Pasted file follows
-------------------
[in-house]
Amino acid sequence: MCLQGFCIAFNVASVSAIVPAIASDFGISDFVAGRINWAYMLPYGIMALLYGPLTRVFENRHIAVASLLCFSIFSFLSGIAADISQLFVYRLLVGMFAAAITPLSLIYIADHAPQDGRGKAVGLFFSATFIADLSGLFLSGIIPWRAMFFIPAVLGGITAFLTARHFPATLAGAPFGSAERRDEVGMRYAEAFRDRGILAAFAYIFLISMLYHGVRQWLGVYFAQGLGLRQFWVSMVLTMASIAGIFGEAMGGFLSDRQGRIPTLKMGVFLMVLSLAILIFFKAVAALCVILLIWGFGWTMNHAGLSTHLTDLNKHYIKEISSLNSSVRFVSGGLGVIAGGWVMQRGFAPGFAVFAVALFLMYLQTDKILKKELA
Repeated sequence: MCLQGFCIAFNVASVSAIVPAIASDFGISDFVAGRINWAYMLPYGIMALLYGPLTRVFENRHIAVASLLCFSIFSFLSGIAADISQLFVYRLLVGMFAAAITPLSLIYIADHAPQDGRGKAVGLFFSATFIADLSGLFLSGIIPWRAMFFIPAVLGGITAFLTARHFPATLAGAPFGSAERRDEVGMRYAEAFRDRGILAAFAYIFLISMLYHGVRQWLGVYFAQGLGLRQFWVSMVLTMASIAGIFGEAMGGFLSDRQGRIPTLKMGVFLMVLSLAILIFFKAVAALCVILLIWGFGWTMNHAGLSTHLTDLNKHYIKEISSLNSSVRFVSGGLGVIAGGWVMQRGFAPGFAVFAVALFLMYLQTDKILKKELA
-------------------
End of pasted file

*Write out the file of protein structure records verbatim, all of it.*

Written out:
[in-house]
Amino acid sequence: MCLQGFCIAFNVASVSAIVPAIASDFGISDFVAGRINWAYMLPYGIMALLYGPLTRVFENRHIAVASLLCFSIFSFLSGIAADISQLFVYRLLVGMFAAAITPLSLIYIADHAPQDGRGKAVGLFFSATFIADLSGLFLSGIIPWRAMFFIPAVLGGITAFLTARHFPATLAGAPFGSAERRDEVGMRYAEAFRDRGILAAFAYIFLISMLYHGVRQWLGVYFAQGLGLRQFWVSMVLTMASIAGIFGEAMGGFLSDRQGRIPTLKMGVFLMVLSLAILIFFKAVAALCVILLIWGFGWTMNHAGLSTHLTDLNKHYIKEISSLNSSVRFVSGGLGVIAGGWVMQRGFAPGFAVFAVALFLMYLQTDKILKKELA
Repeated sequence: MCLQGFCIAFNVASVSAIVPAIASDFGISDFVAGRINWAYMLPYGIMALLYGPLTRVFENRHIAVASLLCFSIFSFLSGIAADISQLFVYRLLVGMFAAAITPLSLIYIADHAPQDGRGKAVGLFFSATFIADLSGLFLSGIIPWRAMFFIPAVLGGITAFLTARHFPATLAGAPFGSAERRDEVGMRYAEAFRDRGILAAFAYIFLISMLYHGVRQWLGVYFAQGLGLRQFWVSMVLTMASIAGIFGEAMGGFLSDRQGRIPTLKMGVFLMVLSLAILIFFKAVAALCVILLIWGFGWTMNHAGLSTHLTDLNKHYIKEISSLNSSVRFVSGGLGVIAGGWVMQRGFAPGFAVFAVALFLMYLQTDKILKKELA